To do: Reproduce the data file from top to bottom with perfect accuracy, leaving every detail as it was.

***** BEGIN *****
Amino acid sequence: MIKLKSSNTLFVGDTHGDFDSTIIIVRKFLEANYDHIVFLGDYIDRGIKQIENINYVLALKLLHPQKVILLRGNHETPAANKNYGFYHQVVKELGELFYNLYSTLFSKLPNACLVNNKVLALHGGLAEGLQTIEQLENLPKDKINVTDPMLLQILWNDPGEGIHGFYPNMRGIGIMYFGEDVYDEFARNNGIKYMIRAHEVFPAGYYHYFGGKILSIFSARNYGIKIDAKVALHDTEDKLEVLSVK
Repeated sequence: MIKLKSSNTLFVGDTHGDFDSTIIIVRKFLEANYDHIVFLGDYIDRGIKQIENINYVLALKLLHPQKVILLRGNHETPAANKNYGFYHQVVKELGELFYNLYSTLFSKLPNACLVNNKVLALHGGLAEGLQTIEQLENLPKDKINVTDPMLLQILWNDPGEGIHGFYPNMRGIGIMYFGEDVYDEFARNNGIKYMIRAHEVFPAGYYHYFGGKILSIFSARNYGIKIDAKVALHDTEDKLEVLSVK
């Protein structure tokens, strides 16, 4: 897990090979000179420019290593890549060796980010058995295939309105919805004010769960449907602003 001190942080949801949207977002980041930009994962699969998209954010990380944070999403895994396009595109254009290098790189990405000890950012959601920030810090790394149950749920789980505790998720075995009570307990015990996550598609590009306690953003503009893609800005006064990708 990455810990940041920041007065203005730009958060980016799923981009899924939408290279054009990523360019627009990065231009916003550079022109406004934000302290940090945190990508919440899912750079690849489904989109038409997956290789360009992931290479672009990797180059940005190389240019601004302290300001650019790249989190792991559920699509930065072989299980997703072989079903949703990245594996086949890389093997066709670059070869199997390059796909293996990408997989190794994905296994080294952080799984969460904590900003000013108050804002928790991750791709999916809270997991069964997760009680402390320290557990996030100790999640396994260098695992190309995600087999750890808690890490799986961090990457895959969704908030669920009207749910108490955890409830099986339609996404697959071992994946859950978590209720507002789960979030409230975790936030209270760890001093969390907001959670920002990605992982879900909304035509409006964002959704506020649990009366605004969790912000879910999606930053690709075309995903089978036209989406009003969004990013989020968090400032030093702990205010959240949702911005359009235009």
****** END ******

Amino acid sequence: MIKLKSSNTLFVGDTHGDFDSTIIIVRKFLEANYDHIVFLGDYIDRGIKQIENINYVLALKLLHPQKVILLRGNHETPAANKNYGFYHQVVKELGELFYNLYSTLFSKLPNACLVNNKVLALHGGLAEGLQTIEQLENLPKDKINVTDPMLLQILWNDPGEGIHGFYPNMRGIGIMYFGEDVYDEFARNNGIKYMIRAHEVFPAGYYHYFGGKILSIFSARNYGIKIDAKVALHDTEDKLEVLSVK
Repeated sequence: MIKLKSSNTLFVGDTHGDFDSTIIIVRKFLEANYDHIVFLGDYIDRGIKQIENINYVLALKLLHPQKVILLRGNHETPAANKNYGFYHQVVKELGELFYNLYSTLFSKLPNACLVNNKVLALHGGLAEGLQTIEQLENLPKDKINVTDPMLLQILWNDPGEGIHGFYPNMRGIGIMYFGEDVYDEFARNNGIKYMIRAHEVFPAGYYHYFGGKILSIFSARNYGIKIDAKVALHDTEDKLEVLSVK
């Protein structure tokens, strides 16, 4: 897990090979000179420019290593890549060796980010058995295939309105919805004010769960449907602003 001190942080949801949207977002980041930009994962699969998209954010990380944070999403895994396009595109254009290098790189990405000890950012959601920030810090790394149950749920789980505790998720075995009570307990015990996550598609590009306690953003503009893609800005006064990708 990455810990940041920041007065203005730009958060980016799923981009899924939408290279054009990523360019627009990065231009916003550079022109406004934000302290940090945190990508919440899912750079690849489904989109038409997956290789360009992931290479672009990797180059940005190389240019601004302290300001650019790249989190792991559920699509930065072989299980997703072989079903949703990245594996086949890389093997066709670059070869199997390059796909293996990408997989190794994905296994080294952080799984969460904590900003000013108050804002928790991750791709999916809270997991069964997760009680402390320290557990996030100790999640396994260098695992190309995600087999750890808690890490799986961090990457895959969704908030669920009207749910108490955890409830099986339609996404697959071992994946859950978590209720507002789960979030409230975790936030209270760890001093969390907001959670920002990605992982879900909304035509409006964002959704506020649990009366605004969790912000879910999606930053690709075309995903089978036209989406009003969004990013989020968090400032030093702990205010959240949702911005359009235009």